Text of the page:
Jun 18, 2017 - Rev. Dr. Mark Stamm
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In Matthew, Jesus went about teaching, proclaiming the good news, and curing every sickness. The call to action for this text is: “The harvest is plentiful, but the laborers are few; therefore ask the Lord of the harvest to send out laborers into his harvest.” We are called to pray for God’s harvest, but there is a better question – what happens when we offer that prayer daily?
When we pray for justice or for God’s action to change something in our world, God’s response is often, “Yes! What about you?” When we pray for something to change we also volunteer to join God’s work in the world and we allow God to begin teaching us to do something that we haven’t before. We are not only disciples who follow Jesus and learn from him, but we are apostles – ones who are sent to continue the work that Jesus has been doing. So, when we pray, we employ an apostolic imagination to dream about what God may do in, through, and with us.
Our prayers often seem like a small thing to do – when we pray for peace and an end to violence after tragedies like the Pulse nightclub shooting, or the shooting of police officers in downtown Dallas. However, when we pray we are imagining a new future through the gospel and opening ourselves up to participating in God’s will to bring peace.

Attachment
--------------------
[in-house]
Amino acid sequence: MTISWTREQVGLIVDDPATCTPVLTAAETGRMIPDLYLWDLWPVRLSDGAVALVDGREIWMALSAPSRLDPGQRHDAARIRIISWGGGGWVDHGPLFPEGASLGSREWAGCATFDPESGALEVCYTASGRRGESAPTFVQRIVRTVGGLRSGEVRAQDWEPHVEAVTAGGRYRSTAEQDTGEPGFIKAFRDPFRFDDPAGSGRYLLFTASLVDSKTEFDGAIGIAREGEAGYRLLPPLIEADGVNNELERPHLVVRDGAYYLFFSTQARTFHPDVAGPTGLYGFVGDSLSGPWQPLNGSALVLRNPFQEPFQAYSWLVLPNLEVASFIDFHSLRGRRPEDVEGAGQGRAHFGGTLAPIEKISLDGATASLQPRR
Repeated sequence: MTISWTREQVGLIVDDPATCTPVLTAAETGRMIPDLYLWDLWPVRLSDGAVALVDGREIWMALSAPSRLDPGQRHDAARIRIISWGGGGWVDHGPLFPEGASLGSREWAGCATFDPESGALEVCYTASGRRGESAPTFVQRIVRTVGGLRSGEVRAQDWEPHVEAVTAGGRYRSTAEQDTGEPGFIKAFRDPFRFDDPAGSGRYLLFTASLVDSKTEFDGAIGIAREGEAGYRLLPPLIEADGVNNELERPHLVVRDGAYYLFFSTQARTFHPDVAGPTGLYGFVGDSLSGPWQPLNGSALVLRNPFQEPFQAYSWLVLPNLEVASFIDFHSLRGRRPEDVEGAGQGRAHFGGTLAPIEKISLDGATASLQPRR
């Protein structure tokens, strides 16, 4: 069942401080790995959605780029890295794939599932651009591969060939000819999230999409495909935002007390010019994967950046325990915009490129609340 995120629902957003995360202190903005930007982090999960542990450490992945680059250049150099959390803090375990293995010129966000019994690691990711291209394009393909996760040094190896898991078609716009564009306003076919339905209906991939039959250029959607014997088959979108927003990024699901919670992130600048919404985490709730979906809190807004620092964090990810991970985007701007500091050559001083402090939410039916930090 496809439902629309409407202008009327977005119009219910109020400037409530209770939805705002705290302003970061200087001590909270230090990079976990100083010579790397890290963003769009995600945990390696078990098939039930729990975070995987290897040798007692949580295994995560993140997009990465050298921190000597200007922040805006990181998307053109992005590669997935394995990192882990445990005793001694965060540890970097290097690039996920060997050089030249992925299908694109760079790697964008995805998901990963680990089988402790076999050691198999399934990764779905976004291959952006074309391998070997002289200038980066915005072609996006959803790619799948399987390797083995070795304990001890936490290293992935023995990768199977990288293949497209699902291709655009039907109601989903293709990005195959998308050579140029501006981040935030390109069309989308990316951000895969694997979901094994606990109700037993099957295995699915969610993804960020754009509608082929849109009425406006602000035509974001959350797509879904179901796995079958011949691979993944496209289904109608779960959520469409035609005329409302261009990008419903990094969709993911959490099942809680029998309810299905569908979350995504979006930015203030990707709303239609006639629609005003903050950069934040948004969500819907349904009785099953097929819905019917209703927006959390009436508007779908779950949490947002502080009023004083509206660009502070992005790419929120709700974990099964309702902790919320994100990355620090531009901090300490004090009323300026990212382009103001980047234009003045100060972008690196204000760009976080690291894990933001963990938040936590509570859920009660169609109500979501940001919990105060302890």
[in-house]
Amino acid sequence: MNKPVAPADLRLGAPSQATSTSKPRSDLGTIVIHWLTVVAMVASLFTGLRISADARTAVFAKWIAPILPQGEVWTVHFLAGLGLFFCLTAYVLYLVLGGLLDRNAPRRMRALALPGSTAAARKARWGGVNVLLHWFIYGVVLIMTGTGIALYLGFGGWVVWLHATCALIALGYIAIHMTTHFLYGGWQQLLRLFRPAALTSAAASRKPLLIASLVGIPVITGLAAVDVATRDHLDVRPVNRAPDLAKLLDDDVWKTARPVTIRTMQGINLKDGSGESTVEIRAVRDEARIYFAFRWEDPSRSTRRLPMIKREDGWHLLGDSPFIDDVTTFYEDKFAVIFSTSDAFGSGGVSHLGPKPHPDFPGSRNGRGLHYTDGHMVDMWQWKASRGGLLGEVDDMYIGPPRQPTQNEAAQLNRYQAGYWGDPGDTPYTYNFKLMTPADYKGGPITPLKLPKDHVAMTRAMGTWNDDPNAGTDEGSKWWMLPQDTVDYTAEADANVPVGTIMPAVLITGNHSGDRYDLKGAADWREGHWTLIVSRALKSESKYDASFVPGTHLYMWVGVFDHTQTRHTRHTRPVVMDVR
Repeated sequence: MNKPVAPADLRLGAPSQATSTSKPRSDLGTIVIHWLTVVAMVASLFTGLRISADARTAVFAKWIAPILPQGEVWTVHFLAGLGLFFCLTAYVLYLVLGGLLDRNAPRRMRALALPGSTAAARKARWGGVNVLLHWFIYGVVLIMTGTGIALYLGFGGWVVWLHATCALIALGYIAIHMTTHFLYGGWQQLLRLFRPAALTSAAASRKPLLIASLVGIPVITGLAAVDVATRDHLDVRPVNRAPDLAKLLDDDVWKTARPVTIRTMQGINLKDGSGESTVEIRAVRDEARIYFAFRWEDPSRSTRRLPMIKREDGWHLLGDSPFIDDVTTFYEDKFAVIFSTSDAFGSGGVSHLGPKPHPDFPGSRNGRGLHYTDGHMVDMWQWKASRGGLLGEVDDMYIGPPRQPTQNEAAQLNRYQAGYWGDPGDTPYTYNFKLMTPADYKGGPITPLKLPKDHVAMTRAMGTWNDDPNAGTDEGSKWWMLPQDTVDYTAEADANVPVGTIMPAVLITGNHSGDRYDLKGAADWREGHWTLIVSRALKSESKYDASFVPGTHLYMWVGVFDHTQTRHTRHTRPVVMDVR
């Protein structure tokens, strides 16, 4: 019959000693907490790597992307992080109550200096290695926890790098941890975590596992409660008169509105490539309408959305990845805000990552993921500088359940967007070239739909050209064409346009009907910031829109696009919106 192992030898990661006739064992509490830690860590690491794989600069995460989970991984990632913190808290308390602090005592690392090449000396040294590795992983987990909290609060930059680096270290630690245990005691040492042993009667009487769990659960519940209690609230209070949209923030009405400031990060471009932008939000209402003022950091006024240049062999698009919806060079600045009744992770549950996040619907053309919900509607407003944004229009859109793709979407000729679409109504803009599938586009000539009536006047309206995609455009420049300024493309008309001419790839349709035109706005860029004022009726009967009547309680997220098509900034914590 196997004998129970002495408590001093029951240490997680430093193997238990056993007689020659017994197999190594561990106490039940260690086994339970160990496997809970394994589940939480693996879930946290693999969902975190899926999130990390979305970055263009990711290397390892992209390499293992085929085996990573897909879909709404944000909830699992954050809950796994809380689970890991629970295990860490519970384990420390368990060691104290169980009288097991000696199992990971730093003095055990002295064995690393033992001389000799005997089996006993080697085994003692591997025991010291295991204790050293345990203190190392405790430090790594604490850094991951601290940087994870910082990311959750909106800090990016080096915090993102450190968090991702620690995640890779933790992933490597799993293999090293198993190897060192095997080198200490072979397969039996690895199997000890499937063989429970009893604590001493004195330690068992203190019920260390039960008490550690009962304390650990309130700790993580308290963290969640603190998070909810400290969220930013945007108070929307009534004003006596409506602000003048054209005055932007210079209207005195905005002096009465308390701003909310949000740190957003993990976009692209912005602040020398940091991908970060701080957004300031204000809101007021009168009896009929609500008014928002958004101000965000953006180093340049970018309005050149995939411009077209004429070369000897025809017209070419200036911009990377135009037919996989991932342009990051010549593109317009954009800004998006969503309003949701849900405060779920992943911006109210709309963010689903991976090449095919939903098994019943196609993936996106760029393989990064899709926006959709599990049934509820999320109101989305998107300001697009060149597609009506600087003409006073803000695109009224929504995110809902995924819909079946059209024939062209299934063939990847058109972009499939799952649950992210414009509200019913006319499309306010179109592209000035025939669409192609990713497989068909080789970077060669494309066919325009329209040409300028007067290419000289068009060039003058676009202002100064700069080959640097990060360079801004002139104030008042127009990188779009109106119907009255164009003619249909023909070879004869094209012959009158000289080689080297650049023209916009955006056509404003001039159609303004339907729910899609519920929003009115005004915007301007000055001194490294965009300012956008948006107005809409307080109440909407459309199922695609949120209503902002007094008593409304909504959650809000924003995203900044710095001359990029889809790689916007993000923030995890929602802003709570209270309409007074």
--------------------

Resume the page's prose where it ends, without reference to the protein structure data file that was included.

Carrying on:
Food for Thought:
- Introduce yourself to a neighbor, colleague, or acquaintance who is very different than yourself. Try to know them as a human being, not merely an object.
- As you pray this morning for the tragedies you see in the news in Virginia, London, and elsewhere, listen to where God may be inviting you to take action to make your prayer a reality.
- Take joy knowing that you have been called by God as a laborer to change the world, and give thanks for the transformations you have already seen in your life.
Dear sent ones of God, live into your prayers for a new future and let them shape your imagination. May you feel God’s nudge and invitation to be part of the transforming gospel in the world. Amen.